He also has the support of many of the state and local unions, plus such national groups as the Latino Victory Fund and the Progressive Democrats of America.
“I don’t think there’s any other candidate in the race that can show a record of standing up to powerful interests, even when it gets tough, and winning time and time again,” Casar said. “That’s why I have the endorsement of the Progressive Caucus in D.C., which is the group of the 100 most progressive members of Congress.”
‘Progressive who makes progress’
Rodriguez is calling himself “the progressive who makes progress.”
A native of the Rio Grande Valley, Rodriguez was first elected to the statehouse in 2002 and has spent 19 years serving under Republican leadership. He currently serves on the House Corrections and the House Ways and Means committees.
Rodriguez also is vice president of commercial development for Capstone Title in Austin.
“Experience is important, but it’s also the type of experience that matters,” Rodriguez told the Statesman, noting that as a member of the Legislature he worked with both Republicans and Democrats. “City Council is different. They don’t run on party affiliation, and everyone is pretty much on some spectrum of progressive, except for maybe one exception.”
Rodriguez argues his experience is more representative of serving in Congress, as he has learned how to pursue legislation despite being a member of the minority party.
“Do I get 100% of what I want done? Absolutely not,” Rodriguez said. “Any of the bills I have passed are a piece of what I really wanted to accomplish, but I know I have to get whatever I can for my constituents.”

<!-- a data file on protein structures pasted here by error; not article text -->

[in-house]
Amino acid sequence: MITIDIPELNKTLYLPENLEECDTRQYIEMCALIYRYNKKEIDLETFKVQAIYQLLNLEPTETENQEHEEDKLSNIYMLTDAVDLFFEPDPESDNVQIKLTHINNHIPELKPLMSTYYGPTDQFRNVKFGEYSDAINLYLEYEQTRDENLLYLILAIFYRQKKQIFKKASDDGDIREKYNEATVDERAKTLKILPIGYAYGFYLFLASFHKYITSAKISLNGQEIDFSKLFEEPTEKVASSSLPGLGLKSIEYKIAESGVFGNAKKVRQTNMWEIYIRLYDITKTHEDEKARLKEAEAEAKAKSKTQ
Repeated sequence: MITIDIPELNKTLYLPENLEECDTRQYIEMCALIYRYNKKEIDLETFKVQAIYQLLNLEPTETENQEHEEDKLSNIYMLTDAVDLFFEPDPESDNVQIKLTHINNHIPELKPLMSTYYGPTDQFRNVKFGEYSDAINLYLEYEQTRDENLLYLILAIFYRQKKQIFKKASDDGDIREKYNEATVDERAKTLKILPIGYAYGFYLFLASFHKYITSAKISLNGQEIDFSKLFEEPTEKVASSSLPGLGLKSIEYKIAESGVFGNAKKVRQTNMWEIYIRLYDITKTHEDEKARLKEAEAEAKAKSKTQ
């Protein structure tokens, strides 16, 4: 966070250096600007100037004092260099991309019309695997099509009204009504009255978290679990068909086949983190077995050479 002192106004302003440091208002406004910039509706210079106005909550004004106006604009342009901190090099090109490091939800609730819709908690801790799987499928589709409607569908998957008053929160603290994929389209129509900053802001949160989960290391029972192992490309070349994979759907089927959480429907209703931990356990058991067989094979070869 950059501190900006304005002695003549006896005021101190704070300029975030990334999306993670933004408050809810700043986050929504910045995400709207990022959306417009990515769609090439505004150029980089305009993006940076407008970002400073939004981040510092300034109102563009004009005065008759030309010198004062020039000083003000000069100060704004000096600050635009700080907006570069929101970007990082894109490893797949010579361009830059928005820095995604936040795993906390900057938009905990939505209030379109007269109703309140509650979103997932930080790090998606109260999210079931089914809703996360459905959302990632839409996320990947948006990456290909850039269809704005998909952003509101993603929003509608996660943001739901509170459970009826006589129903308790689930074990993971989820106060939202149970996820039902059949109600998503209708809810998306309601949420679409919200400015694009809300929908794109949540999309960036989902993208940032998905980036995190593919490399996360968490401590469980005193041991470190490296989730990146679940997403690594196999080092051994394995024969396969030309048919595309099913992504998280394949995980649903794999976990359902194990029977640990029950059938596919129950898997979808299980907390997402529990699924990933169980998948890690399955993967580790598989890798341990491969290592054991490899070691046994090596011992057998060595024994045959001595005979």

More: State Rep. Eddie Rodriguez throws hat in race for Texas’ 35th Congressional District
Rodriguez was among the nearly 60 Democrats who left the state for Washington last year to break quorum and block passage of a GOP-backed voting bill. Democrats stayed in the city for weeks, meeting with congressional leaders to call for federal action on voting rights and stalling progress on the bill in Austin.
“The 40 days I spent in Washington, D.C., trying to fight for the freedom to vote for my constituents and the people of Texas was very impactful for me,” he said. “It became very apparent to me that a lot of the things I’ve been fighting for or fighting against for the last 20 years are really won and lost on the national level.”
Rodriguez has been endorsed by many of his colleagues at the statehouse, including Democrats who represent areas included in the 35th District: Reps. Sheryl Cole, D-Austin; Philip Cortez, D-San Antonio; Barbara Gervin-Hawkins, D-San Antonio; Vikki Goodwin, D-Austin; Gina Hinojosa, D-Austin; Donna Howard, D-Austin; Celia Israel, D-Austin; Ray Lopez, D-San Antonio; and Trey Martinez Fischer, D-San Antonio.
He’s also secured national endorsements from U.S. Reps. Filemon Vela, D-Brownsville; Marc Veasey, D-Fort Worth; and Al Green, D-Houston, and the New Democrat Coalition in Congress and the local Black Austin Democrats and Capital Area Progressive Democrats.
‘A proven record’
While Casar and Rodriguez are the best-known candidates in the northern reaches of the 35th District, Viagran is best known in San Antonio, where she was a City Council member for four two-year terms and was born and raised in the city.
“When I saw this opportunity come up, I thought that San Antonio and Bexar County need a voice in this,” she told the Statesman. “I’ve worked most of my life in this area, and I have the qualifications, experience and passion to serve.”
During her time on the San Antonio City Council, Viagran worked to get the San Antonio missions declared World Heritage sites by UNESCO and helped drive up civic engagement in her district.
“Texans and voters, they want elected representatives to solve problems, not compound them,” she said. “They want their elected representatives to deliver results that will last. I have a proven record of making sure results last.”
Sisco did not return requests for comment from the Statesman.
Early voting is underway and ends Feb. 25. March 1 is Election Day.